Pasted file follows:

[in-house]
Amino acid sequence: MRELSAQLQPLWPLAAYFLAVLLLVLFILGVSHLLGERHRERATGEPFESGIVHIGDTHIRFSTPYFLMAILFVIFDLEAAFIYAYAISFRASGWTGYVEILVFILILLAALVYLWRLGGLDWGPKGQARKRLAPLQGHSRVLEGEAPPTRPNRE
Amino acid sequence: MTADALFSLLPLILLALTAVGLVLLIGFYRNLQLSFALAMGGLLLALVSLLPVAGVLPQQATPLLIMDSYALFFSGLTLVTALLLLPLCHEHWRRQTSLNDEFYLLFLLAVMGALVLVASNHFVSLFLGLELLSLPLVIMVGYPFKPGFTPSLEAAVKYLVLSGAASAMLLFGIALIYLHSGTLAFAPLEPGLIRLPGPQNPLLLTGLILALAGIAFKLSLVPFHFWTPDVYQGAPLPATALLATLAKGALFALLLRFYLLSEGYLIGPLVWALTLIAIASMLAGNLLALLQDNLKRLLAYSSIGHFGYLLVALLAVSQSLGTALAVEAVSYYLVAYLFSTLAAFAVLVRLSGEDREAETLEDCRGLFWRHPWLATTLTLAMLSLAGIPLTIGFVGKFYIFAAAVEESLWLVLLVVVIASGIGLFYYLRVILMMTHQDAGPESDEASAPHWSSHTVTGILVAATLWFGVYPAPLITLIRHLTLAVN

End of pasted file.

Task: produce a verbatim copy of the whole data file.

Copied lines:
[in-house]
Amino acid sequence: MRELSAQLQPLWPLAAYFLAVLLLVLFILGVSHLLGERHRERATGEPFESGIVHIGDTHIRFSTPYFLMAILFVIFDLEAAFIYAYAISFRASGWTGYVEILVFILILLAALVYLWRLGGLDWGPKGQARKRLAPLQGHSRVLEGEAPPTRPNRE
Amino acid sequence: MTADALFSLLPLILLALTAVGLVLLIGFYRNLQLSFALAMGGLLLALVSLLPVAGVLPQQATPLLIMDSYALFFSGLTLVTALLLLPLCHEHWRRQTSLNDEFYLLFLLAVMGALVLVASNHFVSLFLGLELLSLPLVIMVGYPFKPGFTPSLEAAVKYLVLSGAASAMLLFGIALIYLHSGTLAFAPLEPGLIRLPGPQNPLLLTGLILALAGIAFKLSLVPFHFWTPDVYQGAPLPATALLATLAKGALFALLLRFYLLSEGYLIGPLVWALTLIAIASMLAGNLLALLQDNLKRLLAYSSIGHFGYLLVALLAVSQSLGTALAVEAVSYYLVAYLFSTLAAFAVLVRLSGEDREAETLEDCRGLFWRHPWLATTLTLAMLSLAGIPLTIGFVGKFYIFAAAVEESLWLVLLVVVIASGIGLFYYLRVILMMTHQDAGPESDEASAPHWSSHTVTGILVAATLWFGVYPAPLITLIRHLTLAVN